Nico Welmer is a born and bred Dutch guy who used to run a zine, a record label, and used to be in a band, like many other hardcore folks. These days, he spends more time working in IT, but he's still hunting for records and going out to see live music. Oh, he also runs a record collecting blog, and a low key blog on Minor Threat and Dischord Records.
Nico is the latest human being to join the Record Collector club.
How long have you been collecting records?
I think I got my first record at the age of 9, so that was around 1990. However, I was interesting in music before that, when I starting taping several radio shows to hear certain songs, that must have started somewhere around 1987. Soon after I got my first vinyl single, my parents got a CD player and my first CD was Guns N' Roses Appetite for Destruction. I still have that one to this day.
Around '93, I shifted a bit from Guns N' Roses to Nirvana and soon after started to discover punk and hardcore music. In 1994, I went to my first punk show but it wasn't till the late '90s when I got more involved in the local scene and got more focused on hardcore instead of punk rock.
So basically, from '94 the first few vinyl records made it into my collection and by 2001 I decided to leave CDs behind and focus solely on vinyl. Mostly due to vinyl records having bonus tracks, the bigger and better artwork, and a lot of punk and hardcore bands only releasing stuff on vinyl. That's what made me switch. Another huge benefit at that time was that if major label releases where available on vinyl, they actually would be cheaper than the CD counterpart. The nly downside was that my local record store had to special order them for me. But I got the most of my records at shows anyway.
Where/how do you usually find your records today?
Nowadays, I mostly rely on Discogs, and occasionally I use eBay or private deals made on a wide variety of forums. Sometimes at shows and sometimes my good old local record store. Of course ordering straight from bands/labels is still something I do, but with the ever increasing shipping costs, I need to be a bit more picky, especially if the label isn’t based in the European Union. But my broad interest in music is really beneficial either to be picky.
Since I am working in IT, and I know a thing or two about automation software, I made a few computer scripts to help me keep track of new records being offered on several websites. That made it possible to scoop up some good deals, must noticeable being an Minor Threat test press.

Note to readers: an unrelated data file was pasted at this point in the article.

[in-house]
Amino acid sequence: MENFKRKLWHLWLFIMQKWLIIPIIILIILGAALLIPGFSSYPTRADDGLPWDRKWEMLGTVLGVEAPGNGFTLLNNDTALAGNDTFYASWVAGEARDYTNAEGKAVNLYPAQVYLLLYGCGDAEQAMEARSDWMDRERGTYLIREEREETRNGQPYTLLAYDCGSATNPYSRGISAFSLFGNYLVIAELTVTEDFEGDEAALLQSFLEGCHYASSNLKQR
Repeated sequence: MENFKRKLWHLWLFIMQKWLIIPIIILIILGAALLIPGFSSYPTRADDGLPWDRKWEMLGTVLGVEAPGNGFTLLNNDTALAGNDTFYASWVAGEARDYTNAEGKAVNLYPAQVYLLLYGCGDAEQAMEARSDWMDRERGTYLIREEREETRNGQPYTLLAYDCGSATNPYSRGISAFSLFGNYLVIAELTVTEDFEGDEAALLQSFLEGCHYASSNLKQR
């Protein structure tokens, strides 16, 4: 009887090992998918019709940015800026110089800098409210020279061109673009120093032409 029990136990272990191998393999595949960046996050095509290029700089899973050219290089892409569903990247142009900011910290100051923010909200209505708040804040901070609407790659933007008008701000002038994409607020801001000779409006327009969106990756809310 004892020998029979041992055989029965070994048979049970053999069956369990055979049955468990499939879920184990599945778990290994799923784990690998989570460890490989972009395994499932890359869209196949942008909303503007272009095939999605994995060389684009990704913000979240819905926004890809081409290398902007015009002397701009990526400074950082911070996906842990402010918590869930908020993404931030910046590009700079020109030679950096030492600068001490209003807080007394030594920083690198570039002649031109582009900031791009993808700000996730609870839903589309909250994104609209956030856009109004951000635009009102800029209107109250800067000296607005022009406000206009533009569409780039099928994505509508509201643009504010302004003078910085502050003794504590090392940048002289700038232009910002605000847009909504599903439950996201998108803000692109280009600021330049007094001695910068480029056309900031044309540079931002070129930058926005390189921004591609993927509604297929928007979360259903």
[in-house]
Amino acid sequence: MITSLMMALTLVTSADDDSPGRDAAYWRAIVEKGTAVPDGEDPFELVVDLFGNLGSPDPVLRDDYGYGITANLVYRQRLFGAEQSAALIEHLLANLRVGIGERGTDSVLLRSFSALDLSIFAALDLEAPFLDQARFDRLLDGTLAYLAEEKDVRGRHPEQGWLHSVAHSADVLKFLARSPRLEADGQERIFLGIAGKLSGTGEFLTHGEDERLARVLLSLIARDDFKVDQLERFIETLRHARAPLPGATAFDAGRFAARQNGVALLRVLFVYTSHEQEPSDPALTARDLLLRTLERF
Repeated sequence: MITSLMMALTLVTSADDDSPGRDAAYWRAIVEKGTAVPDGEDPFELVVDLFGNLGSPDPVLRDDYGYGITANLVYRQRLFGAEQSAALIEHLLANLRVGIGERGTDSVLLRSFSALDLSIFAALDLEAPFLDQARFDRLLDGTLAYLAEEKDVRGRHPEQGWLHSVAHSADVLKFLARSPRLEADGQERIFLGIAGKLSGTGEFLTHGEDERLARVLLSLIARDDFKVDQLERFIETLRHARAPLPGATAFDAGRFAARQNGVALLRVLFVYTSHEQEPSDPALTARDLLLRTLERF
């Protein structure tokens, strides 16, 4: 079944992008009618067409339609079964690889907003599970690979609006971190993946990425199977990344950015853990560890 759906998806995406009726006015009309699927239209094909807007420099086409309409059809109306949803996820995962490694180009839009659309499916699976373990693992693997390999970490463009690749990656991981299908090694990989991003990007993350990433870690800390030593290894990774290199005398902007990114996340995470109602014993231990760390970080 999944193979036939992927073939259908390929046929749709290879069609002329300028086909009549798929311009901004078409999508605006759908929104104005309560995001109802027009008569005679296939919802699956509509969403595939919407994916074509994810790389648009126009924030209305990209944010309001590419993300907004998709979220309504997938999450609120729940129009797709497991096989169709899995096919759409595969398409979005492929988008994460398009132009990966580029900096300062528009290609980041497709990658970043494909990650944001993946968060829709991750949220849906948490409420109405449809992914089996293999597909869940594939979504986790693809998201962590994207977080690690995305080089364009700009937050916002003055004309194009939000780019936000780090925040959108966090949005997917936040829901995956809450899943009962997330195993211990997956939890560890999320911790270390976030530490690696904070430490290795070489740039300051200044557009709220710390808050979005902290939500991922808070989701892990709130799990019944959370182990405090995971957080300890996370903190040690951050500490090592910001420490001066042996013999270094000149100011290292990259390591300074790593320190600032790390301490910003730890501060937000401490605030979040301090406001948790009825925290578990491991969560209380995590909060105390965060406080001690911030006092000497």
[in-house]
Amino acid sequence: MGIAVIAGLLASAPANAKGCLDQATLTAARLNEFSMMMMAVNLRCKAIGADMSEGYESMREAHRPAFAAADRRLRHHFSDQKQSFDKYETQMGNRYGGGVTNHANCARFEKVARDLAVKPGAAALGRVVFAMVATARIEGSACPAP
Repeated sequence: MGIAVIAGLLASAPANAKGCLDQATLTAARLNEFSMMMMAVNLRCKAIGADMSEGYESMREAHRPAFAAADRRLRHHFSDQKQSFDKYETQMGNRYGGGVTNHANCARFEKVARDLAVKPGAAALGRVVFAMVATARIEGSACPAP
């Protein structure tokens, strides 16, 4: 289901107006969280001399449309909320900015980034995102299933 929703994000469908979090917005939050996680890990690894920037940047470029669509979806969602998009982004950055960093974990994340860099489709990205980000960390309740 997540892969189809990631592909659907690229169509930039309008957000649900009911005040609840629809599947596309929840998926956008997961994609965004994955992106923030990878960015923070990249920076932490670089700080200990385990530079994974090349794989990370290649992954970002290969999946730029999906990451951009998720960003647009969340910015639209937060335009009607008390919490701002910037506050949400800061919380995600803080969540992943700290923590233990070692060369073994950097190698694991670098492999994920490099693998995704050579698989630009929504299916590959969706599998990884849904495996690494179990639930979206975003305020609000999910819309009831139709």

What is the most you paid for a single record, where/how did you obtain it, and what was it?
That would be either be the Floorpunch 7” on gold or the Minor Threat In My Eyes 7” with Cousins sleeve. That last one has a funny story, I got it from a member of Negative Approach who got it from Brian Baker back in December 1981. When I bought it, I got it shipped to my cousin who lives in New York city, she delivered it to a friend of friend who happened to be in New York at the time on holiday. He took it back to the Netherlands and handed it over to our mutual friend and he gave it to me and so it ended up in my hands a few days after purchasing it. That 7” travelled more in those few days, then it ever had in the previous thirty years.
What is your most prized record and why?
That's kind of difficult to say, obviously those earlier mentioned Minor Threat records come to mind. Minor Threat is one of my favorite bands of all time. Their output has been flawless from the first to the last song. I have a few weird, maybe one-off records such as a Skewbald/Grand Union on orange vinyl, some rare test presses, and some aborted pressings of several bands.
But I can be equal happy with finding a not-so-rare record that completes the collection of a certain band. I really enjoy the hunting part of the game: Figuring out the pressing info and tracking down a copy. Especially when not to many people are interested in it and not much information/knowledge has been saved in the passing years. I love to discover new information and track down the details.
Is there anything that frustrates you about the current record collecting scene?
Not really, but I am not really a person that can be frustrated that much about record collecting or pretty much anything. I do find it annoying that some pre-orders sell out within minutes. Finding an affordable copy later, can be quite a task and there still are a few records, I gave up on. Obviously shipping costs are annoying, too. But I've met some amazing human beings trough record collection, those encounters are worth more than the records themselves.
Which albums are still on your want list that you've had a tough time tracking down through the years?
The wishlist at the moment looks something like this:
- Antidote, Thou Shall Not Kill (1st press) 7"
- Black Flag, Nervous Breakdown (1st press) 7"
- Common Cause, s/t (blue vinyl) 7"
- Dag Nasty, All Ages (matte finish sleeve) 7"
- Embrace, s/t (test press) LP
- Faith, Subject to Change (clear vinyl) LP
- Faith, Subject to Change (white vinyl) LP
- Faith, Subject to Change (4th press $4.00 NO masterdisk etched, if it exits) LP
- Keep It Clear, A Lesson... (record release edition) LP
- Panic, Strength In Solitude (green/black/yellow vinyl) LP
- Rhino 39, Xerox (OG Dangerhouse) 7"
- State of Alert, No Policy (green vinyl, 1st press sleeve) 7"
- Urban Waste, s/t 7" (1st or 2nd press)
Hopefully, I can cross off one or two before the end of the year. Some of them aren’t that rare, only expensive. Some are maybe a bit rare, but for some reason never shows up for sale or maybe I just can’t find it. Obviously any Minor Threat, The Smiths, Morrissey, Bruce Springsteen, Turning Point, and Insted record I don’t have, is a big priority. Since those bands are among my favorites, but there are few more bands, that I am trying to collect.
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Tagged: record collector